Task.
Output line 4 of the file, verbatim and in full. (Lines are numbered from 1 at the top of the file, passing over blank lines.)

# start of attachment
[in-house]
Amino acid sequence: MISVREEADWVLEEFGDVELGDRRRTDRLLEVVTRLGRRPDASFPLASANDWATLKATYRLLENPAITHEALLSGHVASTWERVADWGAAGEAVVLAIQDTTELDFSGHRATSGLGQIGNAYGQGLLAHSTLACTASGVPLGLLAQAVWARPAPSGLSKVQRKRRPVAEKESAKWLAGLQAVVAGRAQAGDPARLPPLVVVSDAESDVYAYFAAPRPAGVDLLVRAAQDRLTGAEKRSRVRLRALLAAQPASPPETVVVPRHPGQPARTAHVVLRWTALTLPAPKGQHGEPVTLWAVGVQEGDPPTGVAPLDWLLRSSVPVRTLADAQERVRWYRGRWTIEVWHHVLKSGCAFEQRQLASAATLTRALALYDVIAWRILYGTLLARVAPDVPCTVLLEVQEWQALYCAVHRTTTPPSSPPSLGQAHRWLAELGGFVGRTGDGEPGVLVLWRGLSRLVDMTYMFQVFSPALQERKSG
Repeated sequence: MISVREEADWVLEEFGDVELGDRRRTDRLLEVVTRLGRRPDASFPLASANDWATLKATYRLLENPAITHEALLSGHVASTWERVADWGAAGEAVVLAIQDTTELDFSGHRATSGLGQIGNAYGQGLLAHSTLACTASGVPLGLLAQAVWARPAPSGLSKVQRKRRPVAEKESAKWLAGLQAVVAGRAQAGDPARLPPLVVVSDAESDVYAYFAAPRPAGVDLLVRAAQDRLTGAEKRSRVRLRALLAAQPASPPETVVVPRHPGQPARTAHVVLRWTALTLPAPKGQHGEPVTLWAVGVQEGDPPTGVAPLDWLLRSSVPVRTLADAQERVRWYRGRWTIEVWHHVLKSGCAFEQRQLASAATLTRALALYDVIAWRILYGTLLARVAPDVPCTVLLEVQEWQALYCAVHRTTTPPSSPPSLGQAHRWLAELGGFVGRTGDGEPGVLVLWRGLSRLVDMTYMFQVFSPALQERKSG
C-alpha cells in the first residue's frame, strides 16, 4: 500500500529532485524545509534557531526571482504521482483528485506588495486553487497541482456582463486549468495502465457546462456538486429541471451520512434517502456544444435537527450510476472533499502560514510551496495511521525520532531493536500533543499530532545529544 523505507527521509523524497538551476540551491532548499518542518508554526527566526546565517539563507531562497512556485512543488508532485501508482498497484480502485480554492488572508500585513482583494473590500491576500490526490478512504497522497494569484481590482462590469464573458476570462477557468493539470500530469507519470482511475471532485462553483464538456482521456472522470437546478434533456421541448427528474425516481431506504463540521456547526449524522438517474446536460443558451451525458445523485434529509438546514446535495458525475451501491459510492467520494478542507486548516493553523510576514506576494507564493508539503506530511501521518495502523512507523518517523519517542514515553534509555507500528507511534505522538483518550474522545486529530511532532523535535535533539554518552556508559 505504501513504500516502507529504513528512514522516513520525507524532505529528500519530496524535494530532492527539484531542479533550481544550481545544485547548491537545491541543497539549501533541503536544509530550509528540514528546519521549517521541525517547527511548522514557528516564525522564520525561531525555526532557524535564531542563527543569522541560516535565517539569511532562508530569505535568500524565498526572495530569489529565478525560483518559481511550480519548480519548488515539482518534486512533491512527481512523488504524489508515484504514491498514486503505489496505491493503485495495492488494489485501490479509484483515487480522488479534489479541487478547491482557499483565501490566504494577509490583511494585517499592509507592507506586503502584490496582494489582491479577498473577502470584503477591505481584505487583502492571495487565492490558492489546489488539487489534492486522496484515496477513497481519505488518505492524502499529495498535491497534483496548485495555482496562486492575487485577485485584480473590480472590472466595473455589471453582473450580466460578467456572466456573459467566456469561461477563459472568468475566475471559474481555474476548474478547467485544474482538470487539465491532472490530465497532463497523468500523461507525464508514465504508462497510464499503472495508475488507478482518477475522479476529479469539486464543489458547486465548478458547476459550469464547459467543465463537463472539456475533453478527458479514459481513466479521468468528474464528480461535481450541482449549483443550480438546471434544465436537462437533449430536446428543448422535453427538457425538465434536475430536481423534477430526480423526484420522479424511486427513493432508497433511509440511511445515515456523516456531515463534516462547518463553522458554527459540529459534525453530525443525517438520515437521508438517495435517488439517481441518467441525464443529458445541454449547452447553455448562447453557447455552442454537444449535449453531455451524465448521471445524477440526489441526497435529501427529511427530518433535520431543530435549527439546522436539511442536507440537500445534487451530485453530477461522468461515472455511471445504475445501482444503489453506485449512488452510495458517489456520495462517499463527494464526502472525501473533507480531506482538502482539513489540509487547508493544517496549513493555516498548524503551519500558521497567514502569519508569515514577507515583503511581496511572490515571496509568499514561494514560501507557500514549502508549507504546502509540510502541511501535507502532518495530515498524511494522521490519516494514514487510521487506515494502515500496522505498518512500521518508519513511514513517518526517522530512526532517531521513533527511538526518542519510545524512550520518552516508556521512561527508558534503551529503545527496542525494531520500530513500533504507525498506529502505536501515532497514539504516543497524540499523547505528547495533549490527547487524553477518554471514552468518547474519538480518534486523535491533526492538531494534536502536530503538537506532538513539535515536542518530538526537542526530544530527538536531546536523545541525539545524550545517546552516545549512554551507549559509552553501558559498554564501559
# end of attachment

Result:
C-alpha cells in the first residue's frame, strides 16, 4: 500500500529532485524545509534557531526571482504521482483528485506588495486553487497541482456582463486549468495502465457546462456538486429541471451520512434517502456544444435537527450510476472533499502560514510551496495511521525520532531493536500533543499530532545529544 523505507527521509523524497538551476540551491532548499518542518508554526527566526546565517539563507531562497512556485512543488508532485501508482498497484480502485480554492488572508500585513482583494473590500491576500490526490478512504497522497494569484481590482462590469464573458476570462477557468493539470500530469507519470482511475471532485462553483464538456482521456472522470437546478434533456421541448427528474425516481431506504463540521456547526449524522438517474446536460443558451451525458445523485434529509438546514446535495458525475451501491459510492467520494478542507486548516493553523510576514506576494507564493508539503506530511501521518495502523512507523518517523519517542514515553534509555507500528507511534505522538483518550474522545486529530511532532523535535535533539554518552556508559 505504501513504500516502507529504513528512514522516513520525507524532505529528500519530496524535494530532492527539484531542479533550481544550481545544485547548491537545491541543497539549501533541503536544509530550509528540514528546519521549517521541525517547527511548522514557528516564525522564520525561531525555526532557524535564531542563527543569522541560516535565517539569511532562508530569505535568500524565498526572495530569489529565478525560483518559481511550480519548480519548488515539482518534486512533491512527481512523488504524489508515484504514491498514486503505489496505491493503485495495492488494489485501490479509484483515487480522488479534489479541487478547491482557499483565501490566504494577509490583511494585517499592509507592507506586503502584490496582494489582491479577498473577502470584503477591505481584505487583502492571495487565492490558492489546489488539487489534492486522496484515496477513497481519505488518505492524502499529495498535491497534483496548485495555482496562486492575487485577485485584480473590480472590472466595473455589471453582473450580466460578467456572466456573459467566456469561461477563459472568468475566475471559474481555474476548474478547467485544474482538470487539465491532472490530465497532463497523468500523461507525464508514465504508462497510464499503472495508475488507478482518477475522479476529479469539486464543489458547486465548478458547476459550469464547459467543465463537463472539456475533453478527458479514459481513466479521468468528474464528480461535481450541482449549483443550480438546471434544465436537462437533449430536446428543448422535453427538457425538465434536475430536481423534477430526480423526484420522479424511486427513493432508497433511509440511511445515515456523516456531515463534516462547518463553522458554527459540529459534525453530525443525517438520515437521508438517495435517488439517481441518467441525464443529458445541454449547452447553455448562447453557447455552442454537444449535449453531455451524465448521471445524477440526489441526497435529501427529511427530518433535520431543530435549527439546522436539511442536507440537500445534487451530485453530477461522468461515472455511471445504475445501482444503489453506485449512488452510495458517489456520495462517499463527494464526502472525501473533507480531506482538502482539513489540509487547508493544517496549513493555516498548524503551519500558521497567514502569519508569515514577507515583503511581496511572490515571496509568499514561494514560501507557500514549502508549507504546502509540510502541511501535507502532518495530515498524511494522521490519516494514514487510521487506515494502515500496522505498518512500521518508519513511514513517518526517522530512526532517531521513533527511538526518542519510545524512550520518552516508556521512561527508558534503551529503545527496542525494531520500530513500533504507525498506529502505536501515532497514539504516543497524540499523547505528547495533549490527547487524553477518554471514552468518547474519538480518534486523535491533526492538531494534536502536530503538537506532538513539535515536542518530538526537542526530544530527538536531546536523545541525539545524550545517546552516545549512554551507549559509552553501558559498554564501559